In some native communities, that type of contagion may already be happening.

The Navajo Nation has seen at least 698 confirmed cases and 24 deaths. Tribal leaders recently enacted a curfew to combat the spread of coronavirus among its more than 250,000 members. And last week Cherokee Nation Health Services announced that 28 members had tested positive.

The virus also is taking an economic toll. Tribes are chronically underfunded. In recent decades some tribes have found a way to earn revenue by building casinos, but the epidemic has shut them down.

“Many tribal governments don’t have a tax base,” Allis says. “There’s no property taxes. There’s no sales taxes. There’s no income taxes. They’re not generating money for taxes. The only revenues they generate from tribal governments come from their businesses. So when you pull that rug from under us, we got nothing.”

Then there’s a cultural reason for why Native Americans are so vulnerable.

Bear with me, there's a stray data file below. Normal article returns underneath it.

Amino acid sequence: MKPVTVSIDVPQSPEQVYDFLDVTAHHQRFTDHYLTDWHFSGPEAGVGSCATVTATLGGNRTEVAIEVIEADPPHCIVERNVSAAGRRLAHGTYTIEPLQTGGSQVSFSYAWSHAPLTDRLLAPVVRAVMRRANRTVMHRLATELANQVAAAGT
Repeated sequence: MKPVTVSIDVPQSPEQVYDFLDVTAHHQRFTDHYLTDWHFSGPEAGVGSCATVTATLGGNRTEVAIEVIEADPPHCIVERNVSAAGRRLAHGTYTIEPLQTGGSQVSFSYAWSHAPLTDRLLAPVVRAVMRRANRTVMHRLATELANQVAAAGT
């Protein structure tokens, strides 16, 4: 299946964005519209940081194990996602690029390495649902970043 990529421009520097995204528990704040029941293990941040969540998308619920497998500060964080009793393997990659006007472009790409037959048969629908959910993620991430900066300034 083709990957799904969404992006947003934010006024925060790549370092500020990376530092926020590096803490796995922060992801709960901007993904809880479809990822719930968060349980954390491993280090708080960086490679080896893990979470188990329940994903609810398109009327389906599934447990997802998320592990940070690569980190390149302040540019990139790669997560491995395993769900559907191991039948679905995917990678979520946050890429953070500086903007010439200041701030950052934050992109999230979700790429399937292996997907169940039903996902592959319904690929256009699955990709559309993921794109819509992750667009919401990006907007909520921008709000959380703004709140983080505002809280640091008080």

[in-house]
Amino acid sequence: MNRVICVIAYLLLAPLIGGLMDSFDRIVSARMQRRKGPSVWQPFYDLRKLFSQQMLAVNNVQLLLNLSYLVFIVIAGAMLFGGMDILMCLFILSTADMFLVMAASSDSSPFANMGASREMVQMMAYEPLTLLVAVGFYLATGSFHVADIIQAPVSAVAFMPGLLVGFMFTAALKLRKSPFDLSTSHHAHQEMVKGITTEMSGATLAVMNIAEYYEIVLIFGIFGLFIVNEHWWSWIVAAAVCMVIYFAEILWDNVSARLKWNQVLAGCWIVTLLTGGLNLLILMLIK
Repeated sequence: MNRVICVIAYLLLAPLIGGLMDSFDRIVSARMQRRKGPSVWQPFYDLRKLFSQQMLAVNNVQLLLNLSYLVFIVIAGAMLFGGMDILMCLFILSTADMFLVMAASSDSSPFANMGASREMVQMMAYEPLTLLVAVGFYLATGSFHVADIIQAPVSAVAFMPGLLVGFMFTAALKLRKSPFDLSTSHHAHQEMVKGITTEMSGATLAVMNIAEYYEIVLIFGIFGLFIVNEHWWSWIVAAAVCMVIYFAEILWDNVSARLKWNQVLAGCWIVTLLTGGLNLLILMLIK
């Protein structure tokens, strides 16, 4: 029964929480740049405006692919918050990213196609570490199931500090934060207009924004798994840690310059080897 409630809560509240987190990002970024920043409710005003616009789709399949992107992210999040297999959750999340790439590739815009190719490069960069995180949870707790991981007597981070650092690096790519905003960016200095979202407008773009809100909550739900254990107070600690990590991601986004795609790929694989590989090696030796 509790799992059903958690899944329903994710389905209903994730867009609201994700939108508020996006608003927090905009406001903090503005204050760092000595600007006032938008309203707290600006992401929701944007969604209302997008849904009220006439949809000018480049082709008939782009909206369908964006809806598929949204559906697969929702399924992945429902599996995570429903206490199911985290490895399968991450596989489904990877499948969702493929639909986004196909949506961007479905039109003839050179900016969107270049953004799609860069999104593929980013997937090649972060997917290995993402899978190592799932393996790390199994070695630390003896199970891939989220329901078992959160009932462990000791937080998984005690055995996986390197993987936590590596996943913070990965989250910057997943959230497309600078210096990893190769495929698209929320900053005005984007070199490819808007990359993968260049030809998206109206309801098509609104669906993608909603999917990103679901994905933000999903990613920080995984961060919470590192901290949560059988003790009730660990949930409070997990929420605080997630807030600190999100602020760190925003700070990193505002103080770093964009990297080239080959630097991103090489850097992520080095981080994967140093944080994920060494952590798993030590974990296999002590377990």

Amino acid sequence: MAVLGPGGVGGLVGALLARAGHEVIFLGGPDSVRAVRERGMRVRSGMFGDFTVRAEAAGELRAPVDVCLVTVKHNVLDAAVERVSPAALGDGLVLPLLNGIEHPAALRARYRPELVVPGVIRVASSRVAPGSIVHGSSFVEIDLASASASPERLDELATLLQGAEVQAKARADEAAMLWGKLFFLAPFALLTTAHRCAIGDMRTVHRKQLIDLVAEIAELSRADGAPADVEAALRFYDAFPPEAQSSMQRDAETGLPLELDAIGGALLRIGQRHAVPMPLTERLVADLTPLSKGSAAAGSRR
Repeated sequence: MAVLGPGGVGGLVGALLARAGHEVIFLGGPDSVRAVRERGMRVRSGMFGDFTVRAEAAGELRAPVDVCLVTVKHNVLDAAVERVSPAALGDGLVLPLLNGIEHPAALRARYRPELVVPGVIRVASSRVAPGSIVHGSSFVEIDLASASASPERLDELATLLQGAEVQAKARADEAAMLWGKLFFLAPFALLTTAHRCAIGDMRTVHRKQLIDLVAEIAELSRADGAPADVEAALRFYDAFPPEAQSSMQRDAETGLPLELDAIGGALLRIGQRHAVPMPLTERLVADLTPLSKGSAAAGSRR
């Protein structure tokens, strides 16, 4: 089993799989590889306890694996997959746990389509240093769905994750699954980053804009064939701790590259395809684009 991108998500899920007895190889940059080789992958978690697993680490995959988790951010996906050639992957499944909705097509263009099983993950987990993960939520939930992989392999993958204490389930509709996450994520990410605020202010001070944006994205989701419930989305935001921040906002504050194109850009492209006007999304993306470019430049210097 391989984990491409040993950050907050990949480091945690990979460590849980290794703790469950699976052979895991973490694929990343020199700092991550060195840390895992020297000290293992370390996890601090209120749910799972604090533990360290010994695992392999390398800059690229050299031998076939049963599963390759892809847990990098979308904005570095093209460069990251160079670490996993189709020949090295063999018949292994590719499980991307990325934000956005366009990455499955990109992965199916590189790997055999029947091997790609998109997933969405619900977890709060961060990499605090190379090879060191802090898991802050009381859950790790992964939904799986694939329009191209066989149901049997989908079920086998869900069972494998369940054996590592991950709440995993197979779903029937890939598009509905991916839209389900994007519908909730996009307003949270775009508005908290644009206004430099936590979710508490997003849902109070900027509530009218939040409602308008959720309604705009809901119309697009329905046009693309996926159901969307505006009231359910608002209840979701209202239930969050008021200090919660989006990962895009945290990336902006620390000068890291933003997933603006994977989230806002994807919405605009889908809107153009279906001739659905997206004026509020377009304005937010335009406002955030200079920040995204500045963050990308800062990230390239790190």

A Safeway security guard sprays bleach on a shopping cart on April 11, 2020, in Winslow, Arizona, where Navajos go to stock up on food and seek medical help.

Across the globe the elderly are particularly susceptible to the virus and sometimes must be separated from other age groups for their protection. But that would violate a core value of Native American culture, Allis says.

“Elders are revered in our community,” he says. “They’re the people we turn to for wisdom and advice. A lot of times, it’s not the parents who will teach the traditions, and way of life. It’s the grandparents.”

A myth about the European conquest of America

Yet what ultimately separates Native Americans from other groups battling the coronavirus epidemic is their history. No other people in the US has suffered from infectious diseases like they have.

That history may still be largely unknown.

Many people believe that when Europeans first arrived in North America in the 15th century, they encountered a pristine, Eden-like wilderness inhabited by a few scattered tribes. That’s a myth, many historians say.

An illustration of Myles Standish and Pilgrims greeting a Native American at Plymouth Rock in 1620.

North America was a “tumult of languages, trade and culture,” the author, Charles Mann, wrote it in his book, “1491,” which looked at America before Columbus.” The continent was “immeasurably busier, more diverse and more populous than researchers had previously imagined,” Mann wrote.